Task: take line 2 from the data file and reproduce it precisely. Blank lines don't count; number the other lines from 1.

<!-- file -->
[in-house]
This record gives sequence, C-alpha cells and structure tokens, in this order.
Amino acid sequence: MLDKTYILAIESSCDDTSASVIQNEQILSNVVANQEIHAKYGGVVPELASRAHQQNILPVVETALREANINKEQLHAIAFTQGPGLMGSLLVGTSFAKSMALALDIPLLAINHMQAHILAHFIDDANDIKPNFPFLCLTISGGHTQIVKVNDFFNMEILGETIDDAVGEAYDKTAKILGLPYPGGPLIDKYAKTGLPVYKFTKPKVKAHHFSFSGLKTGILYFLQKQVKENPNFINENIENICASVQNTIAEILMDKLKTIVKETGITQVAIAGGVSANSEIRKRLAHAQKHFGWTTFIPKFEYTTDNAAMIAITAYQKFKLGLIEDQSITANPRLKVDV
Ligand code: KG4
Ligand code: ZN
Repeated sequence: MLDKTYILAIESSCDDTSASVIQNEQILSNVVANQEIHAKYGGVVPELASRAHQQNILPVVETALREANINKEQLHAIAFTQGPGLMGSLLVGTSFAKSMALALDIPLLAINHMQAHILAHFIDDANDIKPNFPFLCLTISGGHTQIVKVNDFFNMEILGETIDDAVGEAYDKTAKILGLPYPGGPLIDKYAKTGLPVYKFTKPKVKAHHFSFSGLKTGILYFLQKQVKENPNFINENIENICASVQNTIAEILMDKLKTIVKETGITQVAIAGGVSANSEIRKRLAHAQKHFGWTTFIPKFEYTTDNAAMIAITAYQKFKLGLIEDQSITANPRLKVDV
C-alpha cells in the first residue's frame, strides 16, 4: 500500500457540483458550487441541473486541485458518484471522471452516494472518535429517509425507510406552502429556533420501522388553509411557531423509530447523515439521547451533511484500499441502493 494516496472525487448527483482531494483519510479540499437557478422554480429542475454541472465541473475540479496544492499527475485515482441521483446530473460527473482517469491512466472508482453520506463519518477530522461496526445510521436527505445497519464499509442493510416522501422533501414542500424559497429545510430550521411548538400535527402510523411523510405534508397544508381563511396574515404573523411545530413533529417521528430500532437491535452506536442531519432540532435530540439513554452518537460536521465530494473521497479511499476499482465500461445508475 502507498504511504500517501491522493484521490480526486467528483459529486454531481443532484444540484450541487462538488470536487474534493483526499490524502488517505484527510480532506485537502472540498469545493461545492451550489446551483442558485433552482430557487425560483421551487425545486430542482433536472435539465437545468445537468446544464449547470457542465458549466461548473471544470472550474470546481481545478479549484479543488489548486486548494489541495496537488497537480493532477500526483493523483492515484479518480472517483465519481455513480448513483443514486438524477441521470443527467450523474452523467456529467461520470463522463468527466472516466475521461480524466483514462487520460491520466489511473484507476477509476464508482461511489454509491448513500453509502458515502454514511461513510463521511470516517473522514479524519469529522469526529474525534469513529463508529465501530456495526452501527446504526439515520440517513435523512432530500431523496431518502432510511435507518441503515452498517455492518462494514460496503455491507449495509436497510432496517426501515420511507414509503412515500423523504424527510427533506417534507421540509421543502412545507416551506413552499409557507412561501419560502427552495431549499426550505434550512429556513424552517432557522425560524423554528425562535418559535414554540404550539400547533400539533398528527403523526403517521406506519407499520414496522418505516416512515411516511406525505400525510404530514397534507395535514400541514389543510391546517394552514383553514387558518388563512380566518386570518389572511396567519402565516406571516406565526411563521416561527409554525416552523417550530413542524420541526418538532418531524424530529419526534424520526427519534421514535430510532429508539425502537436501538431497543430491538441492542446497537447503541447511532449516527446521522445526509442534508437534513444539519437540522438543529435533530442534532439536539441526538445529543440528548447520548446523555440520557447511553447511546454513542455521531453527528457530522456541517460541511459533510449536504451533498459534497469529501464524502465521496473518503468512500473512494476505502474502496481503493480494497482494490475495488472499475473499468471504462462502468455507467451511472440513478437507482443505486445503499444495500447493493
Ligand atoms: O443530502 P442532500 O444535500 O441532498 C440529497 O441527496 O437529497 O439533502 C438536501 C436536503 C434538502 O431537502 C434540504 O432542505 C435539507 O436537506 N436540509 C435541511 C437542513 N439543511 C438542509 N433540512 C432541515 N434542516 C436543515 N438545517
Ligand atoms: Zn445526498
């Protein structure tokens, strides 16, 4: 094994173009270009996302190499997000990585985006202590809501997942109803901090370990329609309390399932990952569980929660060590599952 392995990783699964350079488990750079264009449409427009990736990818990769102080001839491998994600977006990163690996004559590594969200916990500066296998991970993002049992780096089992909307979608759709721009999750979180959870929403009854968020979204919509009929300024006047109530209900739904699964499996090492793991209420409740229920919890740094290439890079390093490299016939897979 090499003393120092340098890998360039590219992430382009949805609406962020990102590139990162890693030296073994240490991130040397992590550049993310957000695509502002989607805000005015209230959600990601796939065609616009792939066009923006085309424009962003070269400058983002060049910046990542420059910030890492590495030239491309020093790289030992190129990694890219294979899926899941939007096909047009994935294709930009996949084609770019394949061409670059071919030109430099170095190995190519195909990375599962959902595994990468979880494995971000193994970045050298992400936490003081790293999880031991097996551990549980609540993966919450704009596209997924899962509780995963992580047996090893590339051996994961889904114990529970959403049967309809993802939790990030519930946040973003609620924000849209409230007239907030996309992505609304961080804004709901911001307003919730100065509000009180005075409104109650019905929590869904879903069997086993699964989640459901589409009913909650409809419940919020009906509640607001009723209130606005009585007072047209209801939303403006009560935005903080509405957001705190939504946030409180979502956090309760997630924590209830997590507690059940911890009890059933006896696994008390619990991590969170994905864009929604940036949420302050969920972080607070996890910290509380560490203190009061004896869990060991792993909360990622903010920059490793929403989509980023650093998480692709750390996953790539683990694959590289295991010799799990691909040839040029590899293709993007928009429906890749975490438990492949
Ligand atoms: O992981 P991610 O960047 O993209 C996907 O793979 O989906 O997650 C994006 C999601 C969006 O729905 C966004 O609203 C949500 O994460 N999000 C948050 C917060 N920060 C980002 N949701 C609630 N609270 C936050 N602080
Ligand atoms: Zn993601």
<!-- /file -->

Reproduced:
This record gives sequence, C-alpha cells and structure tokens, in this order.